skip to main content

This content will become publicly available on January 1, 2023

Title: Synthesis of layered vs planar Mo 2 C: role of Mo diffusion
Abstract Chemical vapor deposition growth of metal carbides is of great interest as this method provides large area growth of MXenes. This growth is mainly done using a melted diffusion based process; however, different morphologies in growth process is not well understood. In this work, we report deterministic synthesis of layered (non-uniform c -axis growth) and planar (uniform c -axis growth) of molybdenum carbide (Mo 2 C) using a diffusion-mediated growth. Mo-diffusion limited growth mechanism is proposed where the competition between Mo and C adatoms determines the morphology of grown crystals. Difference in thickness of catalyst at the edge and center lead to enhanced Mo diffusion which plays a vital role in determining the structure of Mo 2 C. The layered structures exhibit an expansion in the lattice confirmed by the presence of strain. Density functional theory shows consistent presence of strain which is dependent upon Mo diffusion during growth. This work demonstrates the importance of precise control of diffusion through the catalyst in determining the structure of Mo 2 C and contributes to broader understanding of metal diffusion in growth of MXenes.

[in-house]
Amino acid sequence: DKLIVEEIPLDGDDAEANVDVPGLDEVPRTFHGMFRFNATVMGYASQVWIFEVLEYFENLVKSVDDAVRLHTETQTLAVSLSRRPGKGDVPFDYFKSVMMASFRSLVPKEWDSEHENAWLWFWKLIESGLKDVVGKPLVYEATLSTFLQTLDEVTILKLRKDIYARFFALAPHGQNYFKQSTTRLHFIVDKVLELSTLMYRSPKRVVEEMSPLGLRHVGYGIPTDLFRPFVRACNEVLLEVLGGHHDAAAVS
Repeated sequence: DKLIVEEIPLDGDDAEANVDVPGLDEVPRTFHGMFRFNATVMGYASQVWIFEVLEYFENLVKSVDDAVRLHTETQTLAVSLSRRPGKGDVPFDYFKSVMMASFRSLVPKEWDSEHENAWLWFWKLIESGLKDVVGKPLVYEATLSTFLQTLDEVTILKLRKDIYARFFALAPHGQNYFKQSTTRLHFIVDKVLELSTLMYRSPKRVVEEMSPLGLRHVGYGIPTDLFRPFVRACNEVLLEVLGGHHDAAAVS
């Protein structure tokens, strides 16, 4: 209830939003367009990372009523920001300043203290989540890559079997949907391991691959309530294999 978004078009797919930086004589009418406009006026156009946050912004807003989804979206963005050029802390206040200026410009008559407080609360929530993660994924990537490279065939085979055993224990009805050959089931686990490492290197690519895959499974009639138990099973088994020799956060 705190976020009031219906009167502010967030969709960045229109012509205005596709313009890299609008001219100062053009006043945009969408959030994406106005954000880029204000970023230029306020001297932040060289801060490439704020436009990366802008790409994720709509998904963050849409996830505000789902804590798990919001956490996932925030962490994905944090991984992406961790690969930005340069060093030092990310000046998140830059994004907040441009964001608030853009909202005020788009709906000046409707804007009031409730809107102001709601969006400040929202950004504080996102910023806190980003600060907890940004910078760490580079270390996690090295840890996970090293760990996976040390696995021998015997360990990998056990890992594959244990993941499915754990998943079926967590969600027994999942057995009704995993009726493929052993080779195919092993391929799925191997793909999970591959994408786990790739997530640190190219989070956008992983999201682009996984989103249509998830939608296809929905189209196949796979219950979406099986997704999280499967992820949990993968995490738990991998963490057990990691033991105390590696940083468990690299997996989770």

Authors:
; ; ; ; ; ; ; ;
Award ID(s):
1929356
Publication Date:
NSF-PAR ID:
10338518
Journal Name:
2D Materials
Volume:
9
Issue:
1
Page Range or eLocation-ID:
015039
ISSN:
2053-1583
Sponsoring Org:
National Science Foundation
More Like this
  1. Two-dimensional graphene-like materials, namely MXenes, have been proposed as potential materials for various applications. In this work, the reactivity and selectivity of four MXenes ( i.e. M 2 C (M = Ti, V, Nb, Mo)) and their oxygen-functionalized forms ( i.e. O-MXenes or M 2 CO 2 ) toward gas molecules were investigated by using the plane wave-based Density Functional Theory (DFT) calculations. Small gas molecules, which are commonly found in flue gas streams, are considered herein. Our results demonstrated that MXenes are very reactive. Chemisorption is a predominant process for gas adsorption on MXenes. Simultaneously dissociative adsorption can be observed in most cases. The high reactivity of their non-functionalized surface is attractive for catalytic applications. In contrast, their reactivity is reduced, but the selectivity is improved upon oxygen functionalization. Mo 2 CO 2 and V 2 CO 2 present good selectivity toward NO molecules, while Nb 2 CO 2 and Ti 2 CO 2 show good selectivity toward NH 3 . The electronic charge properties explain the nature of the substrates and also interactions between them and the adsorbed gases. Our results indicated that O-MXenes are potential materials for gas-separation/capture, -storage, -sensing, etc. Furthermore, their structural stability and SOmore »2 -tolerant nature are attractive properties for using them in a wide range of applications. Our finding provides good information to narrow down the choices of materials to be tested in future experimental work.« less